Film In Motion | 6 | Director of Photography Shane Serrano on Shooting Creatively and Cinematography

Film in Motion is a series of articles and interviews which look at the different roles needed to produce the visual medium of film. This week we talk to director of photography, Shane Serrano…

Shane Serrano is an Award Winning film maker & photographer. In early 2008 he founded the Crude brand, starting as a short lived independent magazine that focused on showcasing talent in Irish alternative & urban culture. The publication ceased in late 2009 due to the economic crash. In 2013 the brand re-emerged as Crude Films, web based short films & documentaries. Along with short films, documentaries, commercial work & music videos, Shane has a substantial body of work and client list.

Shane Serrano Film In Motion - HeadStuff.orgHow would you define the role of Director of Photography and what they do?



The Director of Photography is there to essentially help the director in their vision. The Director may have an idea of what they want to do and they may turn to the D.O.P for their advice, input and their vision as well. The D.O.P will have a knowledge and experience in operating the camera and will know what would suit best and what’s going to work best for the overall achievement of the image of the film. It’s basically that collaboration.  It’s not the Director who calls the shots, it’s not the D.O.P who calls the shots. It’s working together for the best result.

How did you get into cinematography?

Growing up my parents had video cameras and we were always making home movies and terrible little short films. Then I got more interested in making videos through skateboarding and seeing a lot of skateboarding videos growing up. When I went to college I was introduced to a lot more than just that side of videography.  When I was on Erasmus in Germany for 6 months I studied scriptwriting. It was really quite interesting, they gave us a theme and we wrote a story. Then the asked us to write the same story again only describing what you see, then again describing only what you hear. Which was a really great exercise because you got to see and hear all the elements in your head. We were then supposed to move on to documentary making but the lecturer decided to scrap the syllabus to make my script into a short film.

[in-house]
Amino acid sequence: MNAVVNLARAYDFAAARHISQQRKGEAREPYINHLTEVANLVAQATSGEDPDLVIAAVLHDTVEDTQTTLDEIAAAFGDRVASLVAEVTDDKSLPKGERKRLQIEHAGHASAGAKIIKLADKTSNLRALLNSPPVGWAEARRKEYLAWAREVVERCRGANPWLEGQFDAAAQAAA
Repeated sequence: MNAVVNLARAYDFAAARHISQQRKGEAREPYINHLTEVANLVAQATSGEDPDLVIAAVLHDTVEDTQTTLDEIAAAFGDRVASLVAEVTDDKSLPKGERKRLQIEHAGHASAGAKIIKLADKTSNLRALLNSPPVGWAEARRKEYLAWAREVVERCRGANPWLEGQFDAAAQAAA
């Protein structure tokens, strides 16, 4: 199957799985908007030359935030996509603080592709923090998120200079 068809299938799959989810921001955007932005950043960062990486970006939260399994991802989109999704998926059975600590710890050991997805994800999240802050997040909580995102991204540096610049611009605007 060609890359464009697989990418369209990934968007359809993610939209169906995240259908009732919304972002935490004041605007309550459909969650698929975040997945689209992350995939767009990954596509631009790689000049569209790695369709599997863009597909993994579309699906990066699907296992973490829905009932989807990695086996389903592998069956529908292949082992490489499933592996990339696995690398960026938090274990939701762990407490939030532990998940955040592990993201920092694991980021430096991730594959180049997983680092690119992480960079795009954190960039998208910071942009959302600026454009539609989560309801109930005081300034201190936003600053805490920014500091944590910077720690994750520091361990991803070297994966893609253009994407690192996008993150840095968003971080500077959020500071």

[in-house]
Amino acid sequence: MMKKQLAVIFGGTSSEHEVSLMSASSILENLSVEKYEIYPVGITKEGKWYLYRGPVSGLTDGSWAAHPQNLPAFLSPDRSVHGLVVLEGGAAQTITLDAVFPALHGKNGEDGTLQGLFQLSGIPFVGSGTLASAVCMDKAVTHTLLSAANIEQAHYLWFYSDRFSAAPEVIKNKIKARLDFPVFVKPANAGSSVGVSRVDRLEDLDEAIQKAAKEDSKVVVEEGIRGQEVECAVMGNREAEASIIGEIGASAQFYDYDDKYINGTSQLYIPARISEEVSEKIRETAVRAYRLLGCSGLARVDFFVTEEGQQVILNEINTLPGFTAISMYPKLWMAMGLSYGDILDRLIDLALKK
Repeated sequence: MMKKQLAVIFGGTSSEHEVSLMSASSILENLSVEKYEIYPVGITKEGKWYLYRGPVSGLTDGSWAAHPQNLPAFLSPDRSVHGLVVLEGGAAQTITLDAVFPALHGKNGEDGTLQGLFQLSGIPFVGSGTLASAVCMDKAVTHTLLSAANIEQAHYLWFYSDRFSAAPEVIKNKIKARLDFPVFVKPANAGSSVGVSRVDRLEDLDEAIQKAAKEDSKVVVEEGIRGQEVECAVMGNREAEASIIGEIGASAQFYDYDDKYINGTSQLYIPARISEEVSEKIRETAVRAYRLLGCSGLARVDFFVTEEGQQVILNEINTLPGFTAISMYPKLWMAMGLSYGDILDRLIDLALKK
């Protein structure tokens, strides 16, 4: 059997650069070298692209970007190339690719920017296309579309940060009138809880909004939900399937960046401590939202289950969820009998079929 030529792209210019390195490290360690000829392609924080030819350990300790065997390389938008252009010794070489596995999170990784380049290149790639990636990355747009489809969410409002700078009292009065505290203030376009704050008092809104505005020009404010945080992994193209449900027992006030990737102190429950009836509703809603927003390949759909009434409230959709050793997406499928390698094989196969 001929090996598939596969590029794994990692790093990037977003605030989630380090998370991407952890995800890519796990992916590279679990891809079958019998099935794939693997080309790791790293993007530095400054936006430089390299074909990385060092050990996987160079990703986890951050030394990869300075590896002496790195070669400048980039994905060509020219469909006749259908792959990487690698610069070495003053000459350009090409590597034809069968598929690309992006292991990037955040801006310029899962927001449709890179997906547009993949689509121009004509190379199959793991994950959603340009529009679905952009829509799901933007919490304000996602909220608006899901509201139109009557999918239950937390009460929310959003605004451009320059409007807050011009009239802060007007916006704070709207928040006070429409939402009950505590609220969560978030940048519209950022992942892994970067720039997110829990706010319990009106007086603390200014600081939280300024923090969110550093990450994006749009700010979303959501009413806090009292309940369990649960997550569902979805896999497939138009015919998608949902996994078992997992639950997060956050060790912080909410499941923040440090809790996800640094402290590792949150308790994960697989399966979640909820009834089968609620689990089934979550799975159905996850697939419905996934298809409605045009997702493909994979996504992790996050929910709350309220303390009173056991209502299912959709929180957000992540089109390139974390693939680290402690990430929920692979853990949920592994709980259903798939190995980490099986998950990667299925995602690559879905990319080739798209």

It was a true story about a car crash. They phoned this junk yard down the road and they brought up a car for 100euro and took it away the next day. We were able to smash up the windows, flip it upside down and do anything we wanted to it. We just filmed for an entire night and we got our short film done, and it was terrible. We had a lot of people of different nationalities so there was a lot of accents and they weren’t really actors so the dialogue was absolutely terrible. I just edited it and made it into a silent film. That was my first short film and I guess I just started building from there.       

What was your path into the industry?

Essentially that. Unfortunately the course I did in C.I.T didn’t really cater too much to filmmaking. They kind of made you a jack of all trades, master of none, but studying in Germany allowed me to pigeon hole my skills there a little bit more. When I finished my course and I moved back to Limerick I actually went into print publication. I ran a magazine for about a year and after that I did a two year professional photography course. So though I’ve never technically studied film, doing the photography course really helped. Especially because a lot of filmmaking these days is done with a DSLR. The same rules apply. It’s good to know where it starts because filmmaking is literally an illusion. It’s just a series of still images, so if you know how to control a still image, you can control the output on your camera. Since then I’ve been pretty much doing music videos and anything from commercial work to short films.

What training or experience did you find most helpful?

College was definitely helpful and I guess now we have YouTube education which didn’t really exist at that time. That helps a lot. It’s really just getting out there and every single time you do a shoot prepare as best as possible with all the skills and knowledge you have. Then something might go wrong on the shoot or you might learn something new that day, and then you bring that skill to the next shoot and the next shoot and so on. I would say do a course but I mean a lot of this you can learn within a couple of hours on You Tube. It’s just about experimenting and experience and just getting out there and doing it.